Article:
Flight 93 marker design picked
Maple trees, wind chimes honor those who died
Thursday, September 08, 2005By Paula Reed Ward, Pittsburgh Post-Gazette
WASHINGTON -- It will serve as a living tribute. With each wind, each breeze, a set of chimes housed in a 93-foot tower will create a different song in memory of the 40 people who sacrificed their lives trying to save the lives of others.
"Crescent of Embrace" will feature a Tower of Voices, containing 40 wind chimes -- one for each passenger and crew member who died -- and two stands of red maple trees that will line a walkway caressing the natural bowl shape of the land. Forty separate groves of red and sugar maples will be planted behind the crescent, and a black slate wall will mark the edge of the crash site, where the remains of those who died now rest.
As the black cloak that had hidden the winner was removed, a collective gasp came from those gathered, who then rose to their feet to applaud.
In the front row, three family members --a woman who lost her mother, a woman who lost her husband and a woman who lost her brother -- leaned into each other, in a show of love and support.
"It's powerful but understated," said Kiki Homer, whose brother, LeRoy W. Homer Jr., was co-pilot on the plane that crashed after passengers rebelled against terrorist hijackers. "It's beautifully simple.
"My breath is taken away."
Esther Heymann, whose daughter, Elizabeth Wainio, died in the crash, agreed.
"The understatement speaks to the profoundness of what occurred here," she said.
According to jurors who chose the winner, it offers "tranquility, beauty and silence. It will be a place for everyone who visits to feel the spirits of the 40 heroes in the whisper of the trees and honor their unselfish sacrifice of their lives to preserve the lives of countless many."
The winning designers, Paul and Milena Murdoch of Los Angeles, called being selected "an incredible honor."
"There's a huge emotional investment," said Paul Murdoch, 48, his voice choking.
After months of excitement surrounding the design competition, which drew more than 1,000 entries, the project will now move into intense fund-raising and logistical work. No cost estimate or timetable has been set for construction of the memorial, but it will take years.
For the Murdochs, their design evolved all at once, they said, and nothing in it is more important than anything else.
The idea of the Crescent of Embrace, Murdoch said, is to be a gesture of healing and bonding. The crescent marks the edge of the land, which will remain largely untouched.
"It's simple and yet it's complex," said Dorothy Garcia, whose husband, Andy, died in the crash. "The void that's there speaks so loudly to the heroism of these 40 souls."
One of the important attributes of the winning design, Murdoch said, is that it allows the memorial to continually grow and change. The maple trees that create the crescent will be planted at just 15 or 20 feet tall. They won't reach maturity for 40 or 50 years.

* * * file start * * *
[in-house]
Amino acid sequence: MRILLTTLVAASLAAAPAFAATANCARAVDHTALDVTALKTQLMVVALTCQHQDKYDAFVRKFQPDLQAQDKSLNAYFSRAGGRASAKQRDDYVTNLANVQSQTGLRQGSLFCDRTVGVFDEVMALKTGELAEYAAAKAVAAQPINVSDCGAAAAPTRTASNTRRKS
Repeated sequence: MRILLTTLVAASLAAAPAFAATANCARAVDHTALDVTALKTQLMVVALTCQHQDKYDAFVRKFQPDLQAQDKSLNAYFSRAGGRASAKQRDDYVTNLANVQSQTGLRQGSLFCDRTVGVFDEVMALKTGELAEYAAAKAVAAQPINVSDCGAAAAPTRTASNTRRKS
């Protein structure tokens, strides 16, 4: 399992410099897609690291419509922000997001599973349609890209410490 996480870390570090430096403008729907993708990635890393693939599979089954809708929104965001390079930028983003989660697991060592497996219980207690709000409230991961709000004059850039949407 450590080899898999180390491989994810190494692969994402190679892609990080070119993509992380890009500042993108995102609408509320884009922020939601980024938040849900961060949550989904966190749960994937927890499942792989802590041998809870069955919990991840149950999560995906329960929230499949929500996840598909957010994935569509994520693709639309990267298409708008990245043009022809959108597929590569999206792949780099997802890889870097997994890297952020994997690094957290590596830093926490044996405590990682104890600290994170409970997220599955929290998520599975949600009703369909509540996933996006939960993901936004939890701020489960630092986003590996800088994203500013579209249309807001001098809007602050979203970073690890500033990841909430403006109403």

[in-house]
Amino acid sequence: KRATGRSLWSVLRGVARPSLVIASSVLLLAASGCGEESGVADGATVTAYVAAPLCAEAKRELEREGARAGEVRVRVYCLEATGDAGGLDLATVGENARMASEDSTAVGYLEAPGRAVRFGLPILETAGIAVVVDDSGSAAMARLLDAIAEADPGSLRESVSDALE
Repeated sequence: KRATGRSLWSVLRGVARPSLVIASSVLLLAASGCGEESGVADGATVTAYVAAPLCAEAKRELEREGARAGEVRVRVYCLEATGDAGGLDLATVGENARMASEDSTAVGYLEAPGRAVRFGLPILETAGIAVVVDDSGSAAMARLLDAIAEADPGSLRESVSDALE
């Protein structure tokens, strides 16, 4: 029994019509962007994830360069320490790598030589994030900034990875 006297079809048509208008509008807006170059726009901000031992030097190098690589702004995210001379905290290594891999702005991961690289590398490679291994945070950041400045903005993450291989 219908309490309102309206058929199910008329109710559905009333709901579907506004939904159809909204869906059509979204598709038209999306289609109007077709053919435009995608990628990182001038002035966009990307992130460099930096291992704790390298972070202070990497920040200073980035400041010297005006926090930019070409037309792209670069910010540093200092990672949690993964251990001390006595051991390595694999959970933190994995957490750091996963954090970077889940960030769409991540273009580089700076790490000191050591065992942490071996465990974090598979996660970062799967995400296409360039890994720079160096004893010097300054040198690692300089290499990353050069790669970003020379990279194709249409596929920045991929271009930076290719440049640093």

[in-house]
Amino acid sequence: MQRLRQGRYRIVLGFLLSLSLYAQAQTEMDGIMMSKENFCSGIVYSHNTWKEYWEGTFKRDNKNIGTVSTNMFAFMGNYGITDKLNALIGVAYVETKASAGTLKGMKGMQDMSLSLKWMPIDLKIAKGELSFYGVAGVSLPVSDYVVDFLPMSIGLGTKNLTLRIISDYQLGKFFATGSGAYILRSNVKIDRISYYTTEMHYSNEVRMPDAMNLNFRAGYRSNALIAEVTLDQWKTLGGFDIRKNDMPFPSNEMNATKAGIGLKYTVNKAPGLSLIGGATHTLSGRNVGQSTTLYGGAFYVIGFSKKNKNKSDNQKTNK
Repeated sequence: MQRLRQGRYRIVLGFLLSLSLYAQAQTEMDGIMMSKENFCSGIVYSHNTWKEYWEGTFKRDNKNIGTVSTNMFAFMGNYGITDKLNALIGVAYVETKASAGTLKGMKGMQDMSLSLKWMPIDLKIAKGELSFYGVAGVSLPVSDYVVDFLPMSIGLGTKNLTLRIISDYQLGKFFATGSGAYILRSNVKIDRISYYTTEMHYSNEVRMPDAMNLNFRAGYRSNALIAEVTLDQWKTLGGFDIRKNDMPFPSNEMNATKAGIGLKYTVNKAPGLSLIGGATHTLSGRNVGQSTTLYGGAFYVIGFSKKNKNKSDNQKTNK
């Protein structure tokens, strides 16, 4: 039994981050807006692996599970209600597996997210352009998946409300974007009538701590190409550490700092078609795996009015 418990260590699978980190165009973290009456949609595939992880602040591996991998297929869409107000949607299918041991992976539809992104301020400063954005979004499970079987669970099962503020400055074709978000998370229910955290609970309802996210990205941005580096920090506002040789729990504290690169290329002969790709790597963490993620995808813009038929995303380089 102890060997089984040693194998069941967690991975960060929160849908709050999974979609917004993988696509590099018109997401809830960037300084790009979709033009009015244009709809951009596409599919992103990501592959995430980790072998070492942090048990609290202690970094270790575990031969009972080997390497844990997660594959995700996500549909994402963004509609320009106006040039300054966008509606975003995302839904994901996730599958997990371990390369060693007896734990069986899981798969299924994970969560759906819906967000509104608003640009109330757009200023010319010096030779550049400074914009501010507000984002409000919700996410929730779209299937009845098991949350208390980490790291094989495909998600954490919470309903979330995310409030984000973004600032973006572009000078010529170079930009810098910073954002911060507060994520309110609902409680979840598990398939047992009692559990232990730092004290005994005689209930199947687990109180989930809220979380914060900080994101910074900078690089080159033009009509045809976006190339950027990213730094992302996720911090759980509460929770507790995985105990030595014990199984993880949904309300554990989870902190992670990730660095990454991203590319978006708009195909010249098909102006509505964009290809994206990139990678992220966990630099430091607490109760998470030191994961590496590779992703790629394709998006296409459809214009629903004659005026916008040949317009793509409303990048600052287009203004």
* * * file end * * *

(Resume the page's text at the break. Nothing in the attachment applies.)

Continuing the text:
"It will be open and evolving as long as it's there," he said. "Our memorial is not about offering explanation for what happened, but to allow people to come to terms with it."
Carole O'Hare, whose mother, Hilda Marcin, died in the crash, served on the Stage I jury, which narrowed the field of entries to five finalists. Though she loved the idea of the wind chimes, she worried others may not.
"Sometimes wind chimes can give off an eerie sound -- especially in an open field," she said. "To me, it sends a message of life -- the noise, the sound."
The tower to house the chimes, Murdoch said, should be seen as a heroic form that will be the first and last experience visitors have as they enter and leave the park.
The Murdochs wanted to ensure the tranquility and serenity of the landscape. They also noted, though, the rawness of the site. There is constant wind, and in the winter, blinding snows are common.
"The first impulse was using some type of the land form," Murdoch said. "We always wanted to use that to [our] advantage, instead of trying to fight it."
From the beginning, said Milena Murdoch, 46, the focus for them was on the crash site, which many refer to as sacred ground.
She talks wistfully of a grove of hemlock trees behind the ground that withstood the impact of the crash.
"There was something unexplained about that place," Paul Murdoch added. "It's like being in a cathedral."
They will use the hemlocks, bordered with a slanting stone wall, to allow visitors to get close to the sacred ground.
When the winner was revealed, Esther Heymann said she felt a mix of emotions.
"I felt sad because I miss my child. This makes it more and more real that I'll never get her back," she said. "Then I felt great because we've accomplished this major thing -- a place to go to honor these people."
Her husband, Ben Wainio, agreed.
"It makes it feel like the last four years meant something."
(Paula Reed Ward can be reached at firstname.lastname@example.org or 412-263-1601.)
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